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DATE News (chronologically)
03/03/07
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Vegas track construction begins  UPDATE Added photos from first night of construction below.

03/02/07 One of the largest events to ever come to downtown Las Vegas took another big step Thursday, March 1, when cornerstone track barricades were set up at Bonneville Avenue and Grand Central Parkway for the inaugural Vegas Grand Prix.  

The work signals another segment in construction of the 2.44-mile, 12-turn temporary street course, which winds in and around Glitter Gulch. Ten members of the Vegas Grand Prix construction crew were on hand to begin the process.  

Dale Jensen and Bradley Yonover, owners of the Vegas Grand Prix; Jim Freudenberg, its president and chief executive officer; Champ Car racing star Paul Tracy; and circuit manager Chris Kneifel were all in attendance for the ceremonial event.  

More than 2,700 12-foot long, 39-inch cement barriers will line the perimeter inside and outside the course. The barriers weigh about 9,000 pounds apiece and will all be connected.  

During the next few weeks leading up to the race, crews will construct a 9-foot debris fence built specifically for motor racing around the course. A 12-foot post will hold two pieces of wall and two pieces of debris fence. All work will be done between 7 p.m. and 6 a.m. to avoid peak drive times. Only one lane of two-lane streets will be closed at a time to limit traffic impacts.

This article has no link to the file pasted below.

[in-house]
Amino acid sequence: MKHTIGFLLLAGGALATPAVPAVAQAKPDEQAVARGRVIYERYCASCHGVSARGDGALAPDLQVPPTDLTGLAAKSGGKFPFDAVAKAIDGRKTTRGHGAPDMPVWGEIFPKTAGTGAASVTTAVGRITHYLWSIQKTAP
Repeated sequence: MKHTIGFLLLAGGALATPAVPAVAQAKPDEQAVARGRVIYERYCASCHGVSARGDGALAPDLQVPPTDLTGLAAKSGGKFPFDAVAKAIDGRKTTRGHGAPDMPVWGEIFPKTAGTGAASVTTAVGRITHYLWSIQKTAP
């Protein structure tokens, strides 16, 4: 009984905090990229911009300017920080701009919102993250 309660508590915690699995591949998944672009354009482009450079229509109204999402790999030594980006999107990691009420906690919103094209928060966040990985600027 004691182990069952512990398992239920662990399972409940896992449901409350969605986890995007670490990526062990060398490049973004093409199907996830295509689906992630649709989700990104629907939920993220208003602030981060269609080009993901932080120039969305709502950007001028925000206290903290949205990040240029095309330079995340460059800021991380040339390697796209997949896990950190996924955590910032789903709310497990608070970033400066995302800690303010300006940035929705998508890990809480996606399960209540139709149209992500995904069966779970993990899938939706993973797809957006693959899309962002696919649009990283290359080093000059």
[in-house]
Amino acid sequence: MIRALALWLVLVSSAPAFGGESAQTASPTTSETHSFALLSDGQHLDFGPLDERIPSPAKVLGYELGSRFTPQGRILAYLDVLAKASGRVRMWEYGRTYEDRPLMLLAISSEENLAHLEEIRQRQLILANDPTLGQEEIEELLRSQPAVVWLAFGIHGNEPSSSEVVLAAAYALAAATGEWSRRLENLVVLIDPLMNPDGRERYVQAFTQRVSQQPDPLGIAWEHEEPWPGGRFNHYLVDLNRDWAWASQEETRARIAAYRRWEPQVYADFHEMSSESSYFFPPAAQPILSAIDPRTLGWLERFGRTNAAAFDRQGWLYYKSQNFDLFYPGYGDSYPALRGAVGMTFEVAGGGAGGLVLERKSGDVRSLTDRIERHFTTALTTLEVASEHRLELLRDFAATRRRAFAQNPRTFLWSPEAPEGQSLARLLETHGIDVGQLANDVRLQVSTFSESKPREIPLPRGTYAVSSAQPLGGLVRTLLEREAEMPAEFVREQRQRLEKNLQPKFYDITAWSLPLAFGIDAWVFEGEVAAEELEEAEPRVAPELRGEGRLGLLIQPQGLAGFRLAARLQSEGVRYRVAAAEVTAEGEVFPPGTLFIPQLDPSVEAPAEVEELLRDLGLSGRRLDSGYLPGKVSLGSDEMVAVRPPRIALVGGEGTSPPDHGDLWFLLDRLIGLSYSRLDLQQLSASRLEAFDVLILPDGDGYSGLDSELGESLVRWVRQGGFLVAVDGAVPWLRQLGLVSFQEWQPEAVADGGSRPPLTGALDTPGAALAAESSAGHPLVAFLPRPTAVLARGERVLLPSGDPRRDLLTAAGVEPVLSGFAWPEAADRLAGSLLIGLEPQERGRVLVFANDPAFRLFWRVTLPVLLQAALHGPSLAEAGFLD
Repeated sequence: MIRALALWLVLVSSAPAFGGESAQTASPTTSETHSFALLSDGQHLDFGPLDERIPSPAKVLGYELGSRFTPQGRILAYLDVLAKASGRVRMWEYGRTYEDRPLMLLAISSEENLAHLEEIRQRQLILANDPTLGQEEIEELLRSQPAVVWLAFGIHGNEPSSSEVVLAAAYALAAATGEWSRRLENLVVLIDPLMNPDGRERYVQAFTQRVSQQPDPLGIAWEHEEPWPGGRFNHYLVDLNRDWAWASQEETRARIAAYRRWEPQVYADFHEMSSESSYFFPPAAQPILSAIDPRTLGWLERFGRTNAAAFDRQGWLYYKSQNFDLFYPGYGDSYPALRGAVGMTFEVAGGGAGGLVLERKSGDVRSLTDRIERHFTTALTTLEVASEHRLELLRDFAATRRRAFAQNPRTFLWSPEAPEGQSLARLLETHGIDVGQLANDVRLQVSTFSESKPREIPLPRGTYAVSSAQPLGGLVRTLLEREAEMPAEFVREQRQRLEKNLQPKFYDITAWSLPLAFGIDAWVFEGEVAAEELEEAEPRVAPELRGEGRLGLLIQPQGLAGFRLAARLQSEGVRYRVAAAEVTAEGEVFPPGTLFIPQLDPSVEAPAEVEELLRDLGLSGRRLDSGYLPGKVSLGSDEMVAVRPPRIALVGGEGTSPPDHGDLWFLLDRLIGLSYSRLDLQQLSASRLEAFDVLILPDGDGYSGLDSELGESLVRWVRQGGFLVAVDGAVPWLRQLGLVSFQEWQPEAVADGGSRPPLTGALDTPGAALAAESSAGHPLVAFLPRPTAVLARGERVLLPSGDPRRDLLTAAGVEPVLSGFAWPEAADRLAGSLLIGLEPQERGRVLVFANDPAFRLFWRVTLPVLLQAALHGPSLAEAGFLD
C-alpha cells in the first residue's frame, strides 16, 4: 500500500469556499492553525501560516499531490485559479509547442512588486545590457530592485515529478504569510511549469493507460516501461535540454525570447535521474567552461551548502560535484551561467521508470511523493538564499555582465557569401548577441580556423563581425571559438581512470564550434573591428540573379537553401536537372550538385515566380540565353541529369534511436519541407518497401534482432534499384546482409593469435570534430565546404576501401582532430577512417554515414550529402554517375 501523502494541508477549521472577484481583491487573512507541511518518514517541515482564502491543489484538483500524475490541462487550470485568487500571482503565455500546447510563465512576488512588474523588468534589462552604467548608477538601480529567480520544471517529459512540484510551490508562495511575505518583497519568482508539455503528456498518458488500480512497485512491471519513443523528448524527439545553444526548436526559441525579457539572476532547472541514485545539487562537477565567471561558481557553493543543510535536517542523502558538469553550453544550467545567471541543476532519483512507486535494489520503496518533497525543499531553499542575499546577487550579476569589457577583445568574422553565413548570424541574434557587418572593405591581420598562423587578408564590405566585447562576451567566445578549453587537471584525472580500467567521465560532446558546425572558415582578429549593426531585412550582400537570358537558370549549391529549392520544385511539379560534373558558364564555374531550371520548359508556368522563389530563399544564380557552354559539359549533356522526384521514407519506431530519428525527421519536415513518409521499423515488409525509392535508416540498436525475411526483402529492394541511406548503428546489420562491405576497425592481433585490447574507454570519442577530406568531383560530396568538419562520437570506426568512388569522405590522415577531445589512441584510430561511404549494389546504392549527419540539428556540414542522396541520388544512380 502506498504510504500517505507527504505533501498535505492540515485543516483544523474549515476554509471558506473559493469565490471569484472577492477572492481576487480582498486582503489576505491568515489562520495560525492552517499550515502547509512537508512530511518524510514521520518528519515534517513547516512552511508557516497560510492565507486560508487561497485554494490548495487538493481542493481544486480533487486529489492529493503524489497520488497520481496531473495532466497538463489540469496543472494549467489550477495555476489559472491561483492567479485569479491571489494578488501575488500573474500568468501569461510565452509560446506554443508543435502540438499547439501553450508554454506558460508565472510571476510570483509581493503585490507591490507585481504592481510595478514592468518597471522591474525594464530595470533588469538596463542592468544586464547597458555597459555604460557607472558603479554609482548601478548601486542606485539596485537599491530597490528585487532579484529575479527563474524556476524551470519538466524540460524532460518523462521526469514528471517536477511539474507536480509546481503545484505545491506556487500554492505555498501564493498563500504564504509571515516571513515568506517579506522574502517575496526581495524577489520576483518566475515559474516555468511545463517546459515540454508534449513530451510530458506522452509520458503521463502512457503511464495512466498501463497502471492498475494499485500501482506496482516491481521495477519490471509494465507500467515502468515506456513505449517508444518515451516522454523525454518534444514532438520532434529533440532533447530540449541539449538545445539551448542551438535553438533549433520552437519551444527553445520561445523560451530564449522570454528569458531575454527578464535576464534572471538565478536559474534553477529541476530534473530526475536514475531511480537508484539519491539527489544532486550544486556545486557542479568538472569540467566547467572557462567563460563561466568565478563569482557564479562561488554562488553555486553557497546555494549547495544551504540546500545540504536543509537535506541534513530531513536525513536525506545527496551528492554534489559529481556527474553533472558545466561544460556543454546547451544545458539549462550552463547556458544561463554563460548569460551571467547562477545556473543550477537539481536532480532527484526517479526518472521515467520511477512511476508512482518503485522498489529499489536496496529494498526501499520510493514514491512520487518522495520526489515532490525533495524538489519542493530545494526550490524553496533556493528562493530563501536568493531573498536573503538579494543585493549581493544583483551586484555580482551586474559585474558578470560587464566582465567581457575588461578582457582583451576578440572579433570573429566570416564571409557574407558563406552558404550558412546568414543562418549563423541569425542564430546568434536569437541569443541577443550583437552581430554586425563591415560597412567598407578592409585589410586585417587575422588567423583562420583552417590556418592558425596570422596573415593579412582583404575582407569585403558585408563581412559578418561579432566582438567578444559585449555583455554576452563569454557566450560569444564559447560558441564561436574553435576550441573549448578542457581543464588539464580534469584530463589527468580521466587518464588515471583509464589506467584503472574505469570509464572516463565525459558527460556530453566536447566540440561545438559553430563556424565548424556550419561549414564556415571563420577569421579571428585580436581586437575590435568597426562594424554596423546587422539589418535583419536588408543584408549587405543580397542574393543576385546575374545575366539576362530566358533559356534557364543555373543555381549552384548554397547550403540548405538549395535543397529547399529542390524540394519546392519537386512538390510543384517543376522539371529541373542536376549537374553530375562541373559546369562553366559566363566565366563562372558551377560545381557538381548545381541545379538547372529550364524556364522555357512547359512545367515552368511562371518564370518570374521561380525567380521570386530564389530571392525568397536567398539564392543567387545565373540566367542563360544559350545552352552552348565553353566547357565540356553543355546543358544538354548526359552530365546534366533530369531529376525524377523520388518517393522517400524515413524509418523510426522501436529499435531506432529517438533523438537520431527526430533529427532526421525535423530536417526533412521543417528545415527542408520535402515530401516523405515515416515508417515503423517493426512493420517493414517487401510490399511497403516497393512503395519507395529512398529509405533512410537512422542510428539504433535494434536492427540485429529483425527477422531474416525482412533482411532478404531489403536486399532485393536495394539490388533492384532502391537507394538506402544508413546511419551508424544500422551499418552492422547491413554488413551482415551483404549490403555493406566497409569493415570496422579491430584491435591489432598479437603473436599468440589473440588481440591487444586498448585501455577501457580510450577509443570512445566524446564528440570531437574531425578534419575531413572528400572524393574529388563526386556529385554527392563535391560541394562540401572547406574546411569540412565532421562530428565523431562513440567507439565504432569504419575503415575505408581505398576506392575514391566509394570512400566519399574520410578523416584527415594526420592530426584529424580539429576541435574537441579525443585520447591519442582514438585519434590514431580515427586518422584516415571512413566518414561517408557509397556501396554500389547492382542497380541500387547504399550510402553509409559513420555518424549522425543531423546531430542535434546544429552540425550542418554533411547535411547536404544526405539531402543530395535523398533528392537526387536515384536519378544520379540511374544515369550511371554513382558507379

In all, there will be 3,000 pieces of barricade wall, 3,000 pieces of debris fencing and 800 tire barriers, which consist of 25 bundled, interlocked tires.  

“This is another step toward a wonderful event for downtown Las Vegas,” Freudenberg said. “We have a construction crew that is second to none putting the pieces together for the Vegas Grand Prix.”  

Kneifel, who also spearheads construction of the Grand Prix Arizona and the San Jose Grand Prix, said the track has a little of everything for both fans and competitors.  

  “This track by and large is very generous in width, which will allow for some strategic passing,” Kneifel said. “It’ll have two different types of racetracks and will definitely have both high speed and slow speed racing. There’s a little bit of everything. It’ll be an exciting race.”  

Other additions to the track will include grandstands, hospitality tents and pedestrian bridges.

Removal of the track components will begin once the event has been completed.
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